CVM Curriculum Committee - The Curriculum Committee is charged with designing, implementing, revising, and maintaining the sequence of pre-clinical and clinical educational experiences that comprises the Doctor of Veterinary Medicine (DVM) program. Student representatives from each of the OSU and WSU classes, as well as faculty representatives from the three college departments, serve on this committee.

CVM Admissions Committee - The Admissions Committee is responsible for thoroughly evaluating the hundreds of applications sent to WSU from around the world each year. Specific academic and non-academic criteria are used to select applicants who the committee believes will be able to successfully complete our rigorous, science-based veterinary curriculum and possess the qualities of a good veterinarian.

CVM Student Progress Committee - The Student Progress Committee makes recommendations to the Dean in all areas related to students’ progress through the veterinary curriculum including promotion, remediation, probation, dismissal, and graduation.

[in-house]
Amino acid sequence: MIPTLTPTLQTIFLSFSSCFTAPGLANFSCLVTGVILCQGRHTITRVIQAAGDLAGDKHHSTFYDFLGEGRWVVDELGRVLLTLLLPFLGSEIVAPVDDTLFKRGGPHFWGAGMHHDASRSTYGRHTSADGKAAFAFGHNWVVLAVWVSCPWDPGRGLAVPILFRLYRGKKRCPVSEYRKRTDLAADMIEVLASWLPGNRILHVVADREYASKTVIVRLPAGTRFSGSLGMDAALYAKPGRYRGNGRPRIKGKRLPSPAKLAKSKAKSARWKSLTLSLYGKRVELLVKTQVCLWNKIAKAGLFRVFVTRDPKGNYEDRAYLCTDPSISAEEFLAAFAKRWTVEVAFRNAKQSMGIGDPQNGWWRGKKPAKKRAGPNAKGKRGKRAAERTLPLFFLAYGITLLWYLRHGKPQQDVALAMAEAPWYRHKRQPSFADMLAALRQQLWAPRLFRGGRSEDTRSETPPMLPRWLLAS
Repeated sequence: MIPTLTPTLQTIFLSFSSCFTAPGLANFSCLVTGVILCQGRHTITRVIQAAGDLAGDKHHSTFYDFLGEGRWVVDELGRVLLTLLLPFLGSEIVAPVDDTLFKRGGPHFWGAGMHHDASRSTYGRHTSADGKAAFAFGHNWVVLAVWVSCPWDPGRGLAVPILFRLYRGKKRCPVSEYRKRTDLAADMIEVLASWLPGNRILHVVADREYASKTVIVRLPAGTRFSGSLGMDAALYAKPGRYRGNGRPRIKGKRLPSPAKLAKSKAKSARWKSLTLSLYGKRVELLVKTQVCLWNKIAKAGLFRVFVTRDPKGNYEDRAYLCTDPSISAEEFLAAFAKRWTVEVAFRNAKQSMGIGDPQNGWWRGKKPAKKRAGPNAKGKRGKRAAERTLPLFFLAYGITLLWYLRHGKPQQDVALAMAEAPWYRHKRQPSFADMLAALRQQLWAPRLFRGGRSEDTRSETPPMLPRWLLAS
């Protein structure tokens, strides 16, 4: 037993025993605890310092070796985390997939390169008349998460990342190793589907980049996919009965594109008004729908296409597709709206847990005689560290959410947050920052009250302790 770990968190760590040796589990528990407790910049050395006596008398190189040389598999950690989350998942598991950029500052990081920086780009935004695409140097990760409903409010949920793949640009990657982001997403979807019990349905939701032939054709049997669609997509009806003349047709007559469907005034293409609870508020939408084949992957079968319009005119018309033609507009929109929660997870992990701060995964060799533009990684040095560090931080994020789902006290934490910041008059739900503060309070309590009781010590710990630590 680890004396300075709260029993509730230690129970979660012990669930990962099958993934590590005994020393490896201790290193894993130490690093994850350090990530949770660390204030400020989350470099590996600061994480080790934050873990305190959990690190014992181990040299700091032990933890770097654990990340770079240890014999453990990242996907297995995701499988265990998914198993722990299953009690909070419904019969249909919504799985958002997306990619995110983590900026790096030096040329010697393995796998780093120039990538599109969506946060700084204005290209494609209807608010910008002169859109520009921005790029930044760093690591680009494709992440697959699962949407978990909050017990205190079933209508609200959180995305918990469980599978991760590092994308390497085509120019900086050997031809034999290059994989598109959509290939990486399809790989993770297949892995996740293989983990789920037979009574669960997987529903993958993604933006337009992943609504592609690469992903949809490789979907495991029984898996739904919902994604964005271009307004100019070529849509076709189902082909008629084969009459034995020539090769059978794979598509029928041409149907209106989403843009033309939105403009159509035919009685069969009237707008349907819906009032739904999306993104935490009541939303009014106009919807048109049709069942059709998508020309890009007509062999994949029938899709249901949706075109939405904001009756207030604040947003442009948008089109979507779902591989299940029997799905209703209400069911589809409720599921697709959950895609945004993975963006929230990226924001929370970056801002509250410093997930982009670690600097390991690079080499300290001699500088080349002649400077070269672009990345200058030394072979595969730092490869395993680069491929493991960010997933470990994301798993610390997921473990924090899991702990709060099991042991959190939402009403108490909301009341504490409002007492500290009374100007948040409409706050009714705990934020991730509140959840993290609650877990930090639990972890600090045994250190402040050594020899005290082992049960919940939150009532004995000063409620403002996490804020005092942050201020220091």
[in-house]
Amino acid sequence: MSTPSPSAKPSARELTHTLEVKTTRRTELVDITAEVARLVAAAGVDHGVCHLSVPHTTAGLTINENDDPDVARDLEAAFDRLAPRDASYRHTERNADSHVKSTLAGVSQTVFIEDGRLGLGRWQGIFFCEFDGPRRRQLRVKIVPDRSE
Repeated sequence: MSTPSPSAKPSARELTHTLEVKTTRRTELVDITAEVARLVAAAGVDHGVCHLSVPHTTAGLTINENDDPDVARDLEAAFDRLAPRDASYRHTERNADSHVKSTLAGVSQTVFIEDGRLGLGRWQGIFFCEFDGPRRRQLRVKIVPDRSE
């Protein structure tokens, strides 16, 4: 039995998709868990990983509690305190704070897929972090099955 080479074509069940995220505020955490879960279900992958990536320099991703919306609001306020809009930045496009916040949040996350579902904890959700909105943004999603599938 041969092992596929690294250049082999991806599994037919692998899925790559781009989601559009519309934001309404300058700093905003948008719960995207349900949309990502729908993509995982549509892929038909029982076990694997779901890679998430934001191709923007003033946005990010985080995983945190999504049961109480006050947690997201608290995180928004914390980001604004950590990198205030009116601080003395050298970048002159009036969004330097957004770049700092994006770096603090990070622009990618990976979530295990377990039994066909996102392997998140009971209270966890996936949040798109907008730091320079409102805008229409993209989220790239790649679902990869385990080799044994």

The pianist was Dr Margaret Brink, PhD, Department of Music
A reception followed the ceremony.

The Veterinary Student Oath

At the time of being admitted to the Veterinary Medical College at Washington State University, I solemnly pledge: 

  • To consecrate my life to the service of both animals and humanity;
  • To give my teachers, staff and classmates the respect that is their due;
  • To conduct myself at all times with conscience and dignity;
  • To always provide comfort and compassion to teaching and client animals left in my care;
  • To maintain the honor and noble traditions of the veterinary medical profession;
  • To avoid considerations of religion, nationality, race, politics or social standing to influence my relationships with teachers, staff, classmates, or clients;
  • To never use my veterinary knowledge contrary to the laws of humanity;
  • I make these promises sincerely, freely and upon my honor.

Washington State University